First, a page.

Biskupice New Jewish Cemetery

Cemetery Information

Country
Poland
Region
Lublin Voivodeship
District
Świdnik
Settlement
Biskupice
Site address
20 Miła Street. The path leading to the cemetery is between No.18 & 20 on Miła Street.
GPS coordinates
51.1526, 22.93966
Perimeter length
359 metres
Is the cemetery demolished
yes
Type and height of existing fence
No fence
Preservation condition
Unfenced Jewish cemetery
General site condition
There is no fence, however some tombstones and the historical boundaries of the cemetery have been preserved. The cemetery consists of two parts that used to be two separate Jewish cemeteries – an old and a new. Since the 1930s, both cemeteries shared a fence and were treated as one cemetery with the old and new parts. The old Jewish cemetery is situated on a hill (the hill is not natural, it was built for the needs of the cemetery) and is covered with tall grass. The new cemetery is situated on a flat area adjacent to the old cemetery and is covered with tall grass and young trees. Both cemeteries are separated by a ditch that used to be part of the moat surrounding the old cemetery. There is some rubbish in the cemetery and there are many badger and fox burrows in the area. The cemetery area was surrounded by a ditch filled with water, reminiscent of a moat. The moat was fed from the nearby Giełczew river. In the 1930s, the old and new cemeteries were surrounded by a common wall, the remains of which, in the form of an earthen rampart, are located a few meters in front of the cemetery hill.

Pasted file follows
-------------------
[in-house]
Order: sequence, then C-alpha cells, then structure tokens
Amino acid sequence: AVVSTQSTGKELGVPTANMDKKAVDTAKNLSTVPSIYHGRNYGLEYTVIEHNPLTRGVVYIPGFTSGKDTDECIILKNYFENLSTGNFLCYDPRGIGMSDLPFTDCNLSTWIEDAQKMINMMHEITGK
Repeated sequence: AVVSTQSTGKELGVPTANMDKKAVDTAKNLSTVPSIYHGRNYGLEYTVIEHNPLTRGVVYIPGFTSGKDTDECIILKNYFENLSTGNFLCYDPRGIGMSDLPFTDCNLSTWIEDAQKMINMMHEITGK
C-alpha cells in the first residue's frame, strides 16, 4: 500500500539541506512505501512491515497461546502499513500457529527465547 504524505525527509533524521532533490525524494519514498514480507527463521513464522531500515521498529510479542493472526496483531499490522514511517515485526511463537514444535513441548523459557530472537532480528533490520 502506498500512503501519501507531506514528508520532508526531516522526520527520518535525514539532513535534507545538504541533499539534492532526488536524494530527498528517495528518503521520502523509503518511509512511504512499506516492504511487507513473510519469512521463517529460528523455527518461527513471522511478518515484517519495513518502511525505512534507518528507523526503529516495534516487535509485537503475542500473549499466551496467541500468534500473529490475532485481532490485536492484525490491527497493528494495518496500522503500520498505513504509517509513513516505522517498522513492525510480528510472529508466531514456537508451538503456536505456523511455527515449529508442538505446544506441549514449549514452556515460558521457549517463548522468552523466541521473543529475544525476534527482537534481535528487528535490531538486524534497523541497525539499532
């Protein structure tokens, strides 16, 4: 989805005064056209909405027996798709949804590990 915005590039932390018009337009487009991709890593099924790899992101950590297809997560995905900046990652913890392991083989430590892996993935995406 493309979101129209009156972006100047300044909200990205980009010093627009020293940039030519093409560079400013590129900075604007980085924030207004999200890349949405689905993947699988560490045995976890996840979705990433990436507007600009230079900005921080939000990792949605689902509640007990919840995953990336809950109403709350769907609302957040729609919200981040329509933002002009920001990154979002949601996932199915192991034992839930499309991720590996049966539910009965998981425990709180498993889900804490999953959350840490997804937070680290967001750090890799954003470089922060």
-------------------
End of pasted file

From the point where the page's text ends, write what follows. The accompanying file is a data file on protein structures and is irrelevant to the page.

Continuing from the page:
Number of existing gravestones
There are 3 gravestones in the new cemetery and 17 in the old cemetery. In the old cemetery there are 17 matzevot, 13 of which have been preserved in a fragmentary state due to damage or from falling into the ground. From the witness account it is known that around 50 matzevot survived in the cemetery area after the war. Over the years they fell into disrepair and many have fallen and are now overgrown with tall grass. The witness confirms that there used to be an ohel in the cemetery, which collapsed and was reclaimed by nature. In the new cemetery, there is one standing matzevah which has been preserved in the corner adjacent to the old cemetery. Next to it, hidden in the grass, lies another. More or less in the centre of the new part of the cemetery there is a tombstone covered with grass, which, according to a witness, was installed long after the war (he estimates it was the 1960s).
Date of oldest tombstone
N/A
Date of newest tombstone
N/A
Urgency of erecting a fence
High
Land ownership
State
Preserved construction on site
According to a witness, there used to be an ohel, however it is no longer visible.
Drone surveys
Yes

Historical overview